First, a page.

Modules

Year 1: Psychology as a science; research methods I; scientific writing and communication; developmental psychology; learning to be happy; research methods II; brain and mind; scientific writing and communication II. Year 2: Research methods III; social psychology; cognitive psychology; biological psychology; research methods IV; project proposal; developmental psychology; personality and individual differences; aspects of clinical psychology. Year 3: Project.

Bangor University

Campus life

Bangor University focuses on improving the student experience, working with the Union to make sure your voice is heard. It's a unique location, with a tight-knit student community and plenty of opportunities to try new things. For our size, we're one of the most environmentally friendly unions in the UK, winning an NUS Green Impact award last year.

How you'll spend your time

  • Lectures / seminars
  • Independent study
  • Placement
18%
82%

Year 1

24%
76%

Year 2

20%
80%

Year 3

How you'll be assessed

  • Written exams
  • Coursework
  • Practical exams
39%
51%
10%

Year 1

54%
46%

Year 2

47%
53%

Year 3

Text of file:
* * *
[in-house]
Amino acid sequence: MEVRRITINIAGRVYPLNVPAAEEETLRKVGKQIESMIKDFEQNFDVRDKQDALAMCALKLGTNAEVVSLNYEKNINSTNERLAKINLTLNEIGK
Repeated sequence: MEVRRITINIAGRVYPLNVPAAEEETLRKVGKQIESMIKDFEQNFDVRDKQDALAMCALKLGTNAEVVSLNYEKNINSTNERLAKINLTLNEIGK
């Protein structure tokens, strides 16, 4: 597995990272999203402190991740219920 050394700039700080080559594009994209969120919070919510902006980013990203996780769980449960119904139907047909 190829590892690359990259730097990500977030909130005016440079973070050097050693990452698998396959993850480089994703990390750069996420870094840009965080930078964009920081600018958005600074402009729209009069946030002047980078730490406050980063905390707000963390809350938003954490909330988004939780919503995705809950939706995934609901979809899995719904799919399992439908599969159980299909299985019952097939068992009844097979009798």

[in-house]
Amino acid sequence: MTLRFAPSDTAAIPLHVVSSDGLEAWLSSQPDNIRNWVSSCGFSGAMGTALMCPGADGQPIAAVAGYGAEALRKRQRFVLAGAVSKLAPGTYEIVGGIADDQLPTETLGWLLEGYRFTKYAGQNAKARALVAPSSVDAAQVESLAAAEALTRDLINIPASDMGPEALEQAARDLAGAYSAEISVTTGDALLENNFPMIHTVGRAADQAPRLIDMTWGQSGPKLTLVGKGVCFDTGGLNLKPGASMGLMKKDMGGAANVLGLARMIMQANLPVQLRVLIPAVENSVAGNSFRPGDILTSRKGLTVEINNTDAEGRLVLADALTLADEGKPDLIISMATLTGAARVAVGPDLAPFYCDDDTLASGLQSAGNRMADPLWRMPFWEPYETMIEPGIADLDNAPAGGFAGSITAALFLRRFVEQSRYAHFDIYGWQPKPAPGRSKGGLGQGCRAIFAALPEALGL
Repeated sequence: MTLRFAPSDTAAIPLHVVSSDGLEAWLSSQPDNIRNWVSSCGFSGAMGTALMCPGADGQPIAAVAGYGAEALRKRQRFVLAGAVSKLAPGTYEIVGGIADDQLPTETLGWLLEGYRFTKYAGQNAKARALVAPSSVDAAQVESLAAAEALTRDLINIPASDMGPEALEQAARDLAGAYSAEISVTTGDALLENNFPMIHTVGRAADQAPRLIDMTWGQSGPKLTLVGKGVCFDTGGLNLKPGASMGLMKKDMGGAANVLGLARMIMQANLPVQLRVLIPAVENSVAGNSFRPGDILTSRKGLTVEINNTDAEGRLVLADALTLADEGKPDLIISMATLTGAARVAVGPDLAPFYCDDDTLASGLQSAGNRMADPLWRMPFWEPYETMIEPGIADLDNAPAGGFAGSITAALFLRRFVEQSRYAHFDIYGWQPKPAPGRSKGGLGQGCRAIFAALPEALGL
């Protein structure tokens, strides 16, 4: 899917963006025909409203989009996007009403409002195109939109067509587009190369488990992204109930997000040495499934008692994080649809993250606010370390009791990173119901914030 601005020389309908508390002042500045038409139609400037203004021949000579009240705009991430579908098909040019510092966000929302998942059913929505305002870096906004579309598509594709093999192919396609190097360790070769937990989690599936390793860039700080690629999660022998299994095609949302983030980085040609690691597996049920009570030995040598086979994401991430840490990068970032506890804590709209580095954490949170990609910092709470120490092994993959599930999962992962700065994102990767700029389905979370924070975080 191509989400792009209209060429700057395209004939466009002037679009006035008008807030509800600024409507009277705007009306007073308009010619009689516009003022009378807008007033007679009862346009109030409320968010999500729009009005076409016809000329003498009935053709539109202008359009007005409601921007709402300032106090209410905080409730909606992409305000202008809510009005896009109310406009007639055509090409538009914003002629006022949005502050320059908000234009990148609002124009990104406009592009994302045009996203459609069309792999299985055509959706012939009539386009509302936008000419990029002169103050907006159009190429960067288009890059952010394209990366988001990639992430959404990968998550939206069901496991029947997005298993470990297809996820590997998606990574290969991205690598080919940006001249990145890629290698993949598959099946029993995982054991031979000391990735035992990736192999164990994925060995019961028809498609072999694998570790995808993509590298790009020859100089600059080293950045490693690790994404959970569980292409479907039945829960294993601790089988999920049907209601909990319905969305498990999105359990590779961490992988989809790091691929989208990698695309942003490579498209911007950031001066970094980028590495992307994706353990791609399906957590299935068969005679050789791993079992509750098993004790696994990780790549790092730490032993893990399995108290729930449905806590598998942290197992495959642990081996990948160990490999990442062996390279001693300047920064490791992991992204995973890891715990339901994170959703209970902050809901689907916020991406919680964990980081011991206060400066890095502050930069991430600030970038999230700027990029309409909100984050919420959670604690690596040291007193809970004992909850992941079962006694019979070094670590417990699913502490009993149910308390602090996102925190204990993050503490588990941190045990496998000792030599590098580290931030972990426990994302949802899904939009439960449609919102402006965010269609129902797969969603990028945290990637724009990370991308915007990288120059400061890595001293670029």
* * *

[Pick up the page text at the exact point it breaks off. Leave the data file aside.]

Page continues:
What do the numbers say for

Where there isn’t enough reliable data about this specific course, we’ve shown aggregated data for all courses at this university within the same subject area

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What do students think about this subject here?

Source: NSS

Here's how satisfied past students were – useful to refer to when you’re narrowing down your options. Our student score makes comparisons easier, showing whether satisfaction is high, medium or low compared to other unis.

What do student satisfaction scores tell you?

Overall student satisfaction 96%
Student score 89% HIGH
Able to access IT resources

92%

Staff made the subject interesting

90%

Library resources are satisfactory

90%

Feedback on work has been helpful

66%

Feedback on work has been prompt

79%

Staff are good at explaining things

95%

Received sufficient advice and support

89%

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Who studies this subject?

Source: HESA

Start building a picture of who you could be studying with by taking a look at the profile of people that have studied this subject here in previous years.

UK / Non-UK